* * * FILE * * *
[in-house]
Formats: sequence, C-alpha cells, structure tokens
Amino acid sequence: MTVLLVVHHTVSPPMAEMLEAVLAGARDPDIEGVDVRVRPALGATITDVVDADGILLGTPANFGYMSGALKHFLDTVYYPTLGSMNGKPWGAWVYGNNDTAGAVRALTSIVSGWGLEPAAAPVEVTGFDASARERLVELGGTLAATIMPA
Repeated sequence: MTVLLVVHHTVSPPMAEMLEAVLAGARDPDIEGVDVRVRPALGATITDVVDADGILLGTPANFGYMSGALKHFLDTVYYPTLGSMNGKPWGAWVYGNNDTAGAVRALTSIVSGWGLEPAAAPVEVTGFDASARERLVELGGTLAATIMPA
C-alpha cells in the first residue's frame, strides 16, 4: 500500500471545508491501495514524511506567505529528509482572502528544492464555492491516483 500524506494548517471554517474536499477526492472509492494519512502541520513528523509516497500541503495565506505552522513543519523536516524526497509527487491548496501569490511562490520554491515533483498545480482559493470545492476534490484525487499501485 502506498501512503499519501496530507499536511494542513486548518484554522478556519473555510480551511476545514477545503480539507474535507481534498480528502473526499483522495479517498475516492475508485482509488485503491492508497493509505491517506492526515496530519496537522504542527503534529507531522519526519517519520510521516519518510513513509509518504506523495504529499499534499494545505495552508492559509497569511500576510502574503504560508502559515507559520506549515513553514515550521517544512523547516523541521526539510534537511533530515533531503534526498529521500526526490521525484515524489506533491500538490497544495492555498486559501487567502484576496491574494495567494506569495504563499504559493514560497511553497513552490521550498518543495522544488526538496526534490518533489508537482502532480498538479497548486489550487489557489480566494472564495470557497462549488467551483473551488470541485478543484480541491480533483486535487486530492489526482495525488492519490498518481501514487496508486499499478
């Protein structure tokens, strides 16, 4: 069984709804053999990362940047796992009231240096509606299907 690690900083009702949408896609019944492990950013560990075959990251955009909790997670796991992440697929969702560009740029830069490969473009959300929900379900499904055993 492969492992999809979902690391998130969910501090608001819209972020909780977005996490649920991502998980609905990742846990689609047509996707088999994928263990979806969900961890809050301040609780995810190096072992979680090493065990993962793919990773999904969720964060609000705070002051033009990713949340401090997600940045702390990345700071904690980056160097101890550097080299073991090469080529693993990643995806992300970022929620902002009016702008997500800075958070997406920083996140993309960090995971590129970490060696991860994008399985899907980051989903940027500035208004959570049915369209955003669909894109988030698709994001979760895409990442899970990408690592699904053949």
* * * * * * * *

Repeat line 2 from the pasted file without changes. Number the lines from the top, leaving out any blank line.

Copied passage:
Formats: sequence, C-alpha cells, structure tokens